Wall Street clobbered Viacom today — sending shares down 13.8% to the company’s lowest closing price in about seven years — after some comments by management yesterday left many questioning its turnaround prospects….and the future for all cable network owners.
Although Viacom’s Q2 earnings beat expectations, CEO Bob Bakish said in a quarterly briefing with analysts that ad sales will continue to decline despite improvement in ratings, and affiliate fees likely will drop.
On top of that, China’s Huahua Media missed the June payment in its agreement to help finance Paramount’s film slate. And Viacom doesn’t see a near-term resolution of a dispute with Charter, which put the company’s channels on a pricier tier than the traditional expanded basic package for new subscribers.
The ad and affiliate fee forecasts added to the growing sense that pay TV networks — possibly the nation’s most consistently profitable business — are all likely to weaken as subscribers cut the cord.
On a day when the Dow Jones Industrial Average hit a record high, Discovery Communications fell 4.1% to a 52-week low. It was followed by MSG Networks (-3.8%), AMC Networks (-3.7%), CBS (-1.9%), Disney (-1.3%), Lionsgate (-1.3%), and Fox (-1.3%).
Viacom was in the center of the spotlight, though. Several analysts dropped their targets for the company’s stock price over the next 12 months. Here’s a sampling of their thoughts, from most bullish to most bearish:
Evercore ISI, Vijay Jayant (Price target: $48.00, NC)
[W]e view the June quarter’s results as evidence that the leadership of new CEO Bob Bakish has the company heading in the right direction, and while turning around a number of underperforming assets will take time, we see some early signs that Bakish’s restructuring plan is working.
CreditSuisse, Omar Sheikh ($45.00, -18.2%)
We continue to believe the turnaround strategy for [Viacom’s] cable networks business has a good chance of success. We also believe past investments position the company well to capture share of targeted TV advertising dollars, which we regard as a potentially very large market opportunity long term. However, it is also clear that accelerating subscriber declines… and continued aggressive investment by SVOD platforms on original content that directly competes with [Viacom’s] networks, mean the clock is ticking fast. Meanwhile, having to find a new financing deal for Paramount could delay investment in the slate if the current Huahua deal falls through.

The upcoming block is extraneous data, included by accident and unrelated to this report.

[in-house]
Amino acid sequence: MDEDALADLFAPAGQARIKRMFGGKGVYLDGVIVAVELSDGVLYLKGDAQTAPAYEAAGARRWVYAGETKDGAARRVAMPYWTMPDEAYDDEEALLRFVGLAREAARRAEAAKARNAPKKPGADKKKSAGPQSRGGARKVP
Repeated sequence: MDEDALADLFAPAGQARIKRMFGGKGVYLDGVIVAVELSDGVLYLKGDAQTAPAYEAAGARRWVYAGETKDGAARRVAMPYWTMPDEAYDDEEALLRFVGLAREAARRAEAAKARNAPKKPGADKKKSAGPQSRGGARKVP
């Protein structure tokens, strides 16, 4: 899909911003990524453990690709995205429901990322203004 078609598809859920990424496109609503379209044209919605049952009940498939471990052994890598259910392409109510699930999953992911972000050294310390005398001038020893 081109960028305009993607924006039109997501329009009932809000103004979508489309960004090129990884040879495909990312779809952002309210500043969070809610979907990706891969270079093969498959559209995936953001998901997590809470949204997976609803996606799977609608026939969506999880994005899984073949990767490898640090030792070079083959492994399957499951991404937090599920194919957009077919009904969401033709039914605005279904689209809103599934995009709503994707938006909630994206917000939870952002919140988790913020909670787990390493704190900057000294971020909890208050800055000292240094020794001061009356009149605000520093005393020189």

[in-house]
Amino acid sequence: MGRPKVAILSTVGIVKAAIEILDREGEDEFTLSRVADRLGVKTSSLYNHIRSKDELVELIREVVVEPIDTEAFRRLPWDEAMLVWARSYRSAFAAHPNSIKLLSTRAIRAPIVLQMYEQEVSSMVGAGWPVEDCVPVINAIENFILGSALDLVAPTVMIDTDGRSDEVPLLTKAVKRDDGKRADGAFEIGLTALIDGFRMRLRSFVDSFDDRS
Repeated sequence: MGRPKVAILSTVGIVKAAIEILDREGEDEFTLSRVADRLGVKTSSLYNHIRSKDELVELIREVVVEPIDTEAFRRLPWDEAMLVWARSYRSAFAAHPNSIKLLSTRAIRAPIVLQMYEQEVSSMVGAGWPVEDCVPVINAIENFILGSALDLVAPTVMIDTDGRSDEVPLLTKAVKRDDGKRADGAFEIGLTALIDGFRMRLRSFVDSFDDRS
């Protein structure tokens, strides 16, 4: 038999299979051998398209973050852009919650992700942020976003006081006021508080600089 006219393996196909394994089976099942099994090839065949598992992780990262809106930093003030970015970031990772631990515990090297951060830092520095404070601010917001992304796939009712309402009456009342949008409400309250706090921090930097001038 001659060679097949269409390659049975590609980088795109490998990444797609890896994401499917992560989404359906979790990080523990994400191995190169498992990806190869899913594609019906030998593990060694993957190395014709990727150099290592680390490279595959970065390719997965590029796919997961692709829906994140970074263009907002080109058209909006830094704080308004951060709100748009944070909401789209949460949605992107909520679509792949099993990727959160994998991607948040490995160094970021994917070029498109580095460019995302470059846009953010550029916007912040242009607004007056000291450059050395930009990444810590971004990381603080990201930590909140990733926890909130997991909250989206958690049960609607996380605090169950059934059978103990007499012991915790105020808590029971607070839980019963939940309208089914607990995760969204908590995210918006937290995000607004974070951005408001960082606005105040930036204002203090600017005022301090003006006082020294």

UBS Global Research, Doug Mitchelson ($45.00, -10.0%)
With U.S. affiliate revenue not growing and advertising still in decline, investors are likely to be quite disappointed in both the current state of revenue trends and how long it might take a turnaround to take hold. Key from here is executing on its ratings turnaround, successful affiliate renewals (perhaps Verizon at year-end), delivering FY18 EBITDA growth by offsetting any U.S. networks revenue shortfalls with cost cuts, plus int’l network growth…and Paramount losses improving… and strengthening the balance sheet to the point that capital returns are possible.
Jefferies, John Janedis ($43.00, -17.3%)
Despite positive improvements in the trajectory of domestic advertising, concerns regarding affiliate growth and the China financing deal overshadowed otherwise strong results. With a reset, need ratings to improve further, subs losses remain stable, or a positive outcome on China / Charter to change the narrative.